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Dikkon Eberhart

I resolve to climb beyond an habitual sin of mine and to progress in imitation of Jesus.

Below, I reflect on this matter by focusing on four ages of my life—when I was twelve, when I was about twenty, when I was about fifty, and when I was sixty.

As I write, now as a Christian, I am seventy-one and am challenged to speak truthfully, succinctly, usefully, and in imitation of Jesus.

Let’s go!


I was twelve. It was cold.

I came downstairs to the kitchen and noticed that the temperature outside our house was 39 degrees below zero.

I took off my shirt and dashed outside.

Mom spun away from the stove and shouted, “Wait! Wait! Dikkon Eberhart, WHAT ARE YOU DOING?”

I slammed the door shut behind me.

(Wooden doors don’t slam with their usual sound at 39 below. Instead, they bang and sharply reverberate.)

The door wrenched back open. Mom stuck her head out. “Dikkon, come in this second! THIS SECOND!

I stood on the porch with my arms spread out. (I admit the air in my lungs had frozen stiff, and I was gasping--but I was out there with no shirt on, at 39 below!)

“Richie!” Mom yelled over her shoulder at Dad, “Richie, come here! Your son—he’s….”

She slammed the door.

We lived in Hanover, NH, which is about halfway up the state, on hilly terrain. Hanover is not so far north in New Hampshire as to be in the real mountains. But last night had been clear and still. We were one day after a full moon. Even in Hanover, it can get cold.

I was a man, outside, naked to the waist, at 39 below.

New Hampshire’s real mountains are the Presidential Range of the White Mountains, which is dominated, as part of a great curving east-west massif, by Mount Washington. Mount Washington is the highest peak in the northeastern United States, at 6,288 feet. Also it is the windiest spot on the globe, having registered a sustained wind of 231 mph at the summit’s weather station, in 1934.

Furthermore, Mount Washington is one of the most dangerous mountains to climb in the United States.

Two reasons.

One, while Mount Washington is not as high as other mountains in the United States, its weather can become lethal, very quickly.

Two, the mountain is located only a three-and-a-half hour drive north of the densely populated Boston area.

So what?

Well, many carefree hikers live in sunny Boston who are just watching for a good day to drive to the Presidentials and to stroll up Mount Washington for a view from its top. However, Mount Washington’s massif divides cold, dry northern air from warm, wet southern air. The two masses of air sometimes pour across the summit ridge, and they mix, and--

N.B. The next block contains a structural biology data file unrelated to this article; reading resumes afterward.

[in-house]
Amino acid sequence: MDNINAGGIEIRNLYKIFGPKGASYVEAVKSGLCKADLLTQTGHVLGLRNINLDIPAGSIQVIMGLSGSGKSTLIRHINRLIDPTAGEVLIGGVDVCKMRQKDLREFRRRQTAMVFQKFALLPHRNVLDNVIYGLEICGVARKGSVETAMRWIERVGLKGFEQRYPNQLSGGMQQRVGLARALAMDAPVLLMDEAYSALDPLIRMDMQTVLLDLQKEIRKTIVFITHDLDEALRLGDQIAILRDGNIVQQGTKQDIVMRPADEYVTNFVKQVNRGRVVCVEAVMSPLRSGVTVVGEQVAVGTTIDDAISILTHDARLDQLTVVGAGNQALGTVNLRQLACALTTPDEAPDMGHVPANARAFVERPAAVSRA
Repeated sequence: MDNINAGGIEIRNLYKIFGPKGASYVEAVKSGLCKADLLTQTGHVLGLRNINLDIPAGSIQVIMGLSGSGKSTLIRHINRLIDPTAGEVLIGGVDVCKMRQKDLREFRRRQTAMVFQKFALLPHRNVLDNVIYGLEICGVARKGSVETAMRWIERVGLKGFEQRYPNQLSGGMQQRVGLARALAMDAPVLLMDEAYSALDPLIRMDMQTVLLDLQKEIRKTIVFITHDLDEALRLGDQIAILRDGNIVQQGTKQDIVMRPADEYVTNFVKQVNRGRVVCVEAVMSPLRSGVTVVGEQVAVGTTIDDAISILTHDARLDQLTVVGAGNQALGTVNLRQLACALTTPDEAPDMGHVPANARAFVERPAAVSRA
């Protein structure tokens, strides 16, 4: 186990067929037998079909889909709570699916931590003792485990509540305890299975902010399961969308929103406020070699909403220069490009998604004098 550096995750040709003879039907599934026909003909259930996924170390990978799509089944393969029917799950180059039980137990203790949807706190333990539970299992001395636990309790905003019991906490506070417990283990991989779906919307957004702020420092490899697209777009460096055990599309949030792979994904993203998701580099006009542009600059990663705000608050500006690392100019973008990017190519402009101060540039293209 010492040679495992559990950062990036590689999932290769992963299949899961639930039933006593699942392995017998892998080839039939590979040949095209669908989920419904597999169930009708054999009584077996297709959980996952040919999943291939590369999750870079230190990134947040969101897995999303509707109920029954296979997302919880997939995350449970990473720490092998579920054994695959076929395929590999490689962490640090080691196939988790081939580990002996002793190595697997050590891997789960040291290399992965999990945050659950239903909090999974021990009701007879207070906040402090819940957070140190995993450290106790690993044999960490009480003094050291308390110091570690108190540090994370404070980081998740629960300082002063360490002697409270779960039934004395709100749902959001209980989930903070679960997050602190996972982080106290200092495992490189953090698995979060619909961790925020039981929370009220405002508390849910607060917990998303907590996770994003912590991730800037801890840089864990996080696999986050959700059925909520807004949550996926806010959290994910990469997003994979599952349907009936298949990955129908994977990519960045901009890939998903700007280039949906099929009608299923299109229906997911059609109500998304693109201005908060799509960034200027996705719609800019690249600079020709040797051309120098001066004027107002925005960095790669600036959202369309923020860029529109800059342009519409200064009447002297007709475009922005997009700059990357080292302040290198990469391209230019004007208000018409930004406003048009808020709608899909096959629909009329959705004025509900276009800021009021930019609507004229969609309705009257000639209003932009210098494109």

Virtually instantly a sunny climbing day is thirty-five degrees, with fog and driving rain, so foggy you can’t see six feet ahead. Nor can you even distinguish up from down. And the wind is now gusting over 60 mph. And you are climbing in a tee shirt and shorts. In an hour you are probably dead.

(Reader, you can't believe not being able to distinguish up from down? Well, I didn’t either—like you, I thought it was a mountaineering tall tale. Until it happened to me.

(Wanna know what to do? Lie down. Roll slowly each way. Your body will tell you which way is up, and which way is down.)

In Hanover that memorable morning, I was a man, outside, naked to the waist, at 39 below.

Even then, at twelve, inside myself I admitted I was cold. But I told myself--feel it, feel it, feel the cold!

The rest of the year is just April, mud, and gardens. The rest of the year is just summer, sweat, and lolling. But this is real.

This is the universe as it actually is.

The universe is empty. It is cold. It is permanent. It is huger than me. It dwarfs my fantasies, my problems, my conceits.

…but now I want to be INSIDE!

It was Dad who opened the door this time. I burst in. The kitchen was so hot it made me hurt.

“So?” Dad asked, grinning, “How was it?”

I wanted to laugh, but I was too frozen to breathe. I coughed and waved my hands trying to signal positivity.

Mom: “You’re crazy.”

Me: “Maybe.”

She shook her head. “Now put clothes on, you dope, and we’ll have breakfast.”

When I came back down—turtlenecked and double sweatered—I was vividly alive. “For the rest of my life, I can say I’ve been outside at 39 below without a shirt!”

Mom included both me and Dad with her disgusted comment.

“Men,” is what she said, and she dished out the eggs.

Later, at age about twenty, three times I climbed Mount Washington, solo. One of those ascents was up the headwall of Tuckerman’s Ravine, in May. During that particular year, May was still winter on that north-facing wall. Partly I was climbing on ice and collapsing snow, with frigid melt water pelting down on me from the boulder wall.